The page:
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Title: Adaptive Dynamic Simulations for Distribution Systems using Multi-State Load Models

Abstract

Running electromechanical simulations with a small time-step for a long period of time is computationally challenging, especially when large system models are used. Typically, simulations with a small time-step, 1 millisecond or less, are only run for a few seconds or a couple of minutes. While this trade-off has allowed for short duration simulations of large systems, it has prevented the complete analysis of power system phenomena that span minutes to hours, such as fault induced delayed voltage recovery. As power system operations become more complex with the deployment of new technologies, it will become more important to model dynamic behavior over greater time scales. This will include the ability to model system dynamics at the distribution level, including the end-use loads. This paper will present a computationally efficient method of adaptive dynamic simulations that enable transitions between time-series and dynamic modes, as necessary to capture system dynamics, while also being able to run for extended periods of time. This capability can support the direct analysis of dynamic events, co-simulation of transmission and distribution systems, and the development of reduced-order models.

Authors:
ORCiD logo [1]; ORCiD logo [1]; ORCiD logo [1]; ORCiD logo [1]; ORCiD logo [1]; ORCiD logo [2]
  1. Pacific Northwest National Lab. (PNNL), Seattle, WA (United States)
  2. SLAC National Accelerator Lab., Menlo Park, CA (United States)
Publication Date:
Research Org.:
SLAC National Accelerator Lab., Menlo Park, CA (United States); Pacific Northwest National Lab. (PNNL), Richland, WA (United States)
Sponsoring Org.:
USDOE
OSTI Identifier:
1505427
Alternate Identifier(s):
OSTI ID: 1494986
Report Number(s):
PNNL-SA-127084
Journal ID: ISSN 1949-3053
Grant/Contract Number:  
AC02-76SF00515; AC05-76RL01830
Resource Type:
Accepted Manuscript
Journal Name:
IEEE Transactions on Smart Grid
Additional Journal Information:
Journal Volume: 10; Journal Issue: 2; Journal ID: ISSN 1949-3053
Publisher:
IEEE
Country of Publication:
United States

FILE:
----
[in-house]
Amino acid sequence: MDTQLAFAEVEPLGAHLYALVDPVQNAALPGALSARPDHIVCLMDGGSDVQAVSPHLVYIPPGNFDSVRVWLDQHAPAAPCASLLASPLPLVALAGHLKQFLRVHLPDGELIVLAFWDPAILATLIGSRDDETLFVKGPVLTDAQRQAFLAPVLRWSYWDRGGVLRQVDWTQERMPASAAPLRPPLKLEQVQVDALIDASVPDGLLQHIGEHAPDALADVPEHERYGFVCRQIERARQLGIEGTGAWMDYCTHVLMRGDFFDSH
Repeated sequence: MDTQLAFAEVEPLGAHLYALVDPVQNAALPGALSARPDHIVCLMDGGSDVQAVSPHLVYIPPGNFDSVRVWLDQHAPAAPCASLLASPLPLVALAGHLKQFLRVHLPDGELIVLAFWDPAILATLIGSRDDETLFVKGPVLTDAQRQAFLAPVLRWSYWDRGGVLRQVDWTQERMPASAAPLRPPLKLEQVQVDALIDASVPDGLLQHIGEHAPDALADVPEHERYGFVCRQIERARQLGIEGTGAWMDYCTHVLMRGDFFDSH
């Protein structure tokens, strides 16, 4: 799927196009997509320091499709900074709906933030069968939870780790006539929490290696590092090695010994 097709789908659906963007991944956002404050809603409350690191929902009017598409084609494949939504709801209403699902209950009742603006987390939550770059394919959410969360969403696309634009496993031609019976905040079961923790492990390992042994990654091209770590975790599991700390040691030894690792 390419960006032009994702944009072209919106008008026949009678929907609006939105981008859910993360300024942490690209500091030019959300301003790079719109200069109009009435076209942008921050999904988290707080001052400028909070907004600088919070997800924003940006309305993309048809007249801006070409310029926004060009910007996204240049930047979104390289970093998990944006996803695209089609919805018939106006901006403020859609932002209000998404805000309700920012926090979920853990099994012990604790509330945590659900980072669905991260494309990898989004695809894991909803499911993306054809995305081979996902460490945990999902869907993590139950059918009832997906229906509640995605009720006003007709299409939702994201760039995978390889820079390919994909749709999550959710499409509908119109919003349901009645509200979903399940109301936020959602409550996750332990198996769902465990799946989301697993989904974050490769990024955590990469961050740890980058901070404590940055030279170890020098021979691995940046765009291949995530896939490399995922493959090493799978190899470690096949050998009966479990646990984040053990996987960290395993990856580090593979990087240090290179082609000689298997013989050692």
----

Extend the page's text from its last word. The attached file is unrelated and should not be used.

Language:
English
Subject:
24 POWER TRANSMISSION AND DISTRIBUTION; load modeling; power distribution; power system dynamics; power system simulation

Citation Formats

Schneider, Kevin P., Tuffner, Francis K., Elizondo, Marcelo A., Hansen, Jacob, Fuller, Jason C., and Chassin, David P. Adaptive Dynamic Simulations for Distribution Systems using Multi-State Load Models. United States: N. p., 2018. Web. https://doi.org/10.1109/tsg.2018.2794180.
Schneider, Kevin P., Tuffner, Francis K., Elizondo, Marcelo A., Hansen, Jacob, Fuller, Jason C., & Chassin, David P. Adaptive Dynamic Simulations for Distribution Systems using Multi-State Load Models. United States. https://doi.org/10.1109/tsg.2018.2794180
Schneider, Kevin P., Tuffner, Francis K., Elizondo, Marcelo A., Hansen, Jacob, Fuller, Jason C., and Chassin, David P. Tue . "Adaptive Dynamic Simulations for Distribution Systems using Multi-State Load Models". United States. https://doi.org/10.1109/tsg.2018.2794180. https://www.osti.gov/servlets/purl/1505427.
@article{osti_1505427,
title = {Adaptive Dynamic Simulations for Distribution Systems using Multi-State Load Models},
author = {Schneider, Kevin P. and Tuffner, Francis K. and Elizondo, Marcelo A. and Hansen, Jacob and Fuller, Jason C. and Chassin, David P.},
abstractNote = {Running electromechanical simulations with a small time-step for a long period of time is computationally challenging, especially when large system models are used. Typically, simulations with a small time-step, 1 millisecond or less, are only run for a few seconds or a couple of minutes. While this trade-off has allowed for short duration simulations of large systems, it has prevented the complete analysis of power system phenomena that span minutes to hours, such as fault induced delayed voltage recovery. As power system operations become more complex with the deployment of new technologies, it will become more important to model dynamic behavior over greater time scales. This will include the ability to model system dynamics at the distribution level, including the end-use loads. This paper will present a computationally efficient method of adaptive dynamic simulations that enable transitions between time-series and dynamic modes, as necessary to capture system dynamics, while also being able to run for extended periods of time. This capability can support the direct analysis of dynamic events, co-simulation of transmission and distribution systems, and the development of reduced-order models.},
doi = {10.1109/tsg.2018.2794180},
journal = {IEEE Transactions on Smart Grid},
number = 2,
volume = 10,
place = {United States},
year = {2018},
month = {1}
}

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Figures / Tables:

Fig. 1 Fig. 1: State transition model for a single-phase induction motor, with allowed state transition paths shown as directional arrows.

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